Putting the Fuji X-T2 + XF 56mm f/1.2 through its paces…

Our initial thoughts are it’s…. meh.  We’ve been so used to L glass + FF sensors for so long that it’s shocking to open up the RAF files in LR and see a smeary mess and sandpaper bokeh staring up at you.  

We have no doubt that it’s possible to get good results out of this setup (many people make a professional living using just Fuji mirrorless kits) but so far it’s not exactly blowing us away.  

Based on what we’ve seen, our 1DX mark II + 85mm f/1.2L II aren’t going anywhere for a long, long time.  The extra quality is well worth carrying the extra weight around at least as we start learning our way around the quirks of the Fuji.

The annoying thing is the focusing at shallow depths of field (i.e. wide open apertures) at any sort of distance is simply too rough to be useful - at these smaller web resolutions everything looks sorta okay but if you were to zoom up any farther than 2:1 (i.e. 50%) you will quickly see that the focus is not spot on the eyes like it would be if you were using a big boy DSLR.

The main issue is the focusing box simply covers way too large of an area — unlike the single AF spots of most other cameras, the Fuji insists on a big green box that encompasses as many as 9 spots — and there is no way to pick a single spot unless you laboriously shift the camera into manual focus, then slowly zoom in manually with focus peaking, etc.  That is insane and as the saying goes “ain’t nobody got time for that” when you’re shooting outside.  So what happens is in the end, the camera usually picks something other than the eye to focus on and you end up with a soft, unusable/missed focus shot.

When the subject is close enough this problem goes away — we’ll talk more about the relative sharpness later but in controlled settings it makes us think that this is more of an issue of the AF than the actual sensor/lens resolving ability — but at any other range this ridiculously large AF area makes shooting at wide open apertures a crap shoot if you’re hoping to shoot people and show the resulting images at anything larger than a zoomed out view like this.

When the highlights do blow, they blow in an ugly, smeary way.  

Zoomed up to 100% the sunlight hitting the shin and the hair obliterates all detail along the edge in a weird way that we haven’t seen before out of other cameras.

When you shoot light and bright, exposing for the right as we tend to, It’s hard to judge exposure properly through the EVF of the Fuji X-T2 no matter how much Fuji fans will rave about the so-called quality.  

The flaw in the back LCD that prevents it from properly showing the preview after a photo is taken if you’re viewing through the EVF (as most photographers coming from DSLR will) means that chimping is a fiddly, laborious affair.

The end result is that it’s quite easy to blow out the highlights compared to a DSLR, and it just takes way more time and tons of button pushing (why the highlight clipping view only works with a tiny preview version instead of taking up the whole LCD is anybody’s guess) — another example of where the Fuji simply remains unresolved relative to the DSLR big boys.

These flaws however are somewhat offset by the ability to display a histogram in the viewfinder when shooting — if you’re careful you can sort of use that to judge how far you can push — and by the relatively good highlight recovery/range in the Fuji.  We’ve been relatively surprised by how much latitude the RAFs provide in the highlights in post (though they come with their own litany of issues).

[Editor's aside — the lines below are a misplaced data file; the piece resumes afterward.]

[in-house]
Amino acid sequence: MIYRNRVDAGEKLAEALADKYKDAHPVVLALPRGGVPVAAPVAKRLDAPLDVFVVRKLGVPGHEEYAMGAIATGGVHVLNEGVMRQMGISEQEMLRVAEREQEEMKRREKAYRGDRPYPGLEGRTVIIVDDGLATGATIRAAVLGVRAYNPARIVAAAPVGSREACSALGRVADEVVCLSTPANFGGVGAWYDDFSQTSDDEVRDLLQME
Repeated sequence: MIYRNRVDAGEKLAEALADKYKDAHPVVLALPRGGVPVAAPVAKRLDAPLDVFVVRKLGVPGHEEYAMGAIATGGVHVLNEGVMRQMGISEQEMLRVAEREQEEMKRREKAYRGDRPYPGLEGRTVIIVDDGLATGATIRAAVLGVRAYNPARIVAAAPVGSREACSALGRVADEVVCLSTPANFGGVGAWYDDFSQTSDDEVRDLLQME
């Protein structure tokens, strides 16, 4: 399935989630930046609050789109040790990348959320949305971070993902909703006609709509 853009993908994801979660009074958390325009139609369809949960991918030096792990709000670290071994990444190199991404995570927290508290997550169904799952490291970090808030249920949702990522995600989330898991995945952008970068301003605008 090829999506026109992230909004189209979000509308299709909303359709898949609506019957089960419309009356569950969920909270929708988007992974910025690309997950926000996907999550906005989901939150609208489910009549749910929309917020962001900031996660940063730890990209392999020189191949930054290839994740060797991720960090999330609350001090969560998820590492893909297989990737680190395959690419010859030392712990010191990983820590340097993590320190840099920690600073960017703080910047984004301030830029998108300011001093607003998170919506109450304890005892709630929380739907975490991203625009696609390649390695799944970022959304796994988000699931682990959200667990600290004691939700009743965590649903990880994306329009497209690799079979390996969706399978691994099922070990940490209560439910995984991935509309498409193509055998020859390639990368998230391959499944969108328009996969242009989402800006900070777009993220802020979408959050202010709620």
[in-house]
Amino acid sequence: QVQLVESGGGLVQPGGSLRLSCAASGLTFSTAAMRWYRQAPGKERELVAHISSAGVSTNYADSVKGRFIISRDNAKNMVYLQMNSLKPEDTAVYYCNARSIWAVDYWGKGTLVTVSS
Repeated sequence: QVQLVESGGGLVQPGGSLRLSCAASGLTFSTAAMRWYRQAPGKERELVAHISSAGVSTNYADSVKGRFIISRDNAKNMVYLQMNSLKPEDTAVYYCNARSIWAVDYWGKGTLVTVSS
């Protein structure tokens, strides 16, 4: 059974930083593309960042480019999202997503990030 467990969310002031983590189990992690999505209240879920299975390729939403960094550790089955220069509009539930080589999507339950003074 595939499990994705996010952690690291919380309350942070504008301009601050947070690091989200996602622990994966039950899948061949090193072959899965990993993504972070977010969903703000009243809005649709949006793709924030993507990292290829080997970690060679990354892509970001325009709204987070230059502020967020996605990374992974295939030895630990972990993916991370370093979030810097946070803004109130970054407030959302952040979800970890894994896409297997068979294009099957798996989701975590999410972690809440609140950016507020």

We’ve heard that Lightroom isn’t the best RAW processor for Fuji RAF files.  The files definitely handle differently than Canon CR2s, Sony ARWs and the Leica DNGs we’re used to.  Not sure if better or worse, just… differently.  

We may try out Capture One Pro to see if it handles the Fuji RAWs better.

The biggest thing in the end may just be the lenses.  People keep raving about them and we just don’t get it…  Whilst they’re passably decent primes, we also haven’t seen anything that takes our breath away.  In fact, up close and wide open the 56mm f/1.2 r is sort of a mess - the out of focus areas are, for lack of a better word, nervous and jittery.  In its defense it doesn’t fringe as badly as some other fast primes, but this is a relatively small advantage - fringing is easily corrected in post, the messy, jittery OOF areas are something you’re stuck with.

Perhaps it’s expecting too much from the APS-C format.  The 56mm f/1.2 may have (nearly) the same field of view as the Canon 85mm f/1.2 L and it does have the same max aperture (in terms of light intensity) but this does not mean it has the same depth of field performance characteristics or the same quality of background blur (”bokeh”).  This is simply the result of physics and despite the many mirrorless apologetists out there, at the end of the day, you simply will not be able to get certain kinds of shots with this kit that you can easily do with other FF setups.  (Of course, Fuji could one day come out with a 56mm f/0.95 or something and then we can revisit it, but until that day, the 56mm f/1.4 r is the top of their line and it simply can’t compete in terms of background blur/shallowness wide open)

Now - the key point here is that shallowness of DOF is not always desirable (and indeed, overused it becomes a crutch) (though I would argue that a good boken is always desired trait for OOF areas as opposed to the jittery mess out of the Fuji) and for many kinds of shots, the Fuji will do a competent job.

This is part of the learning curve, then, we suppose — learning that there are certain ways that we can shoot our Canon/Sonys/Leicas that we can’t shoot our Fuji.  Not the camera’s fault, just its physical limitation and it is incumbent upon us to learn how to adjust our ways to it.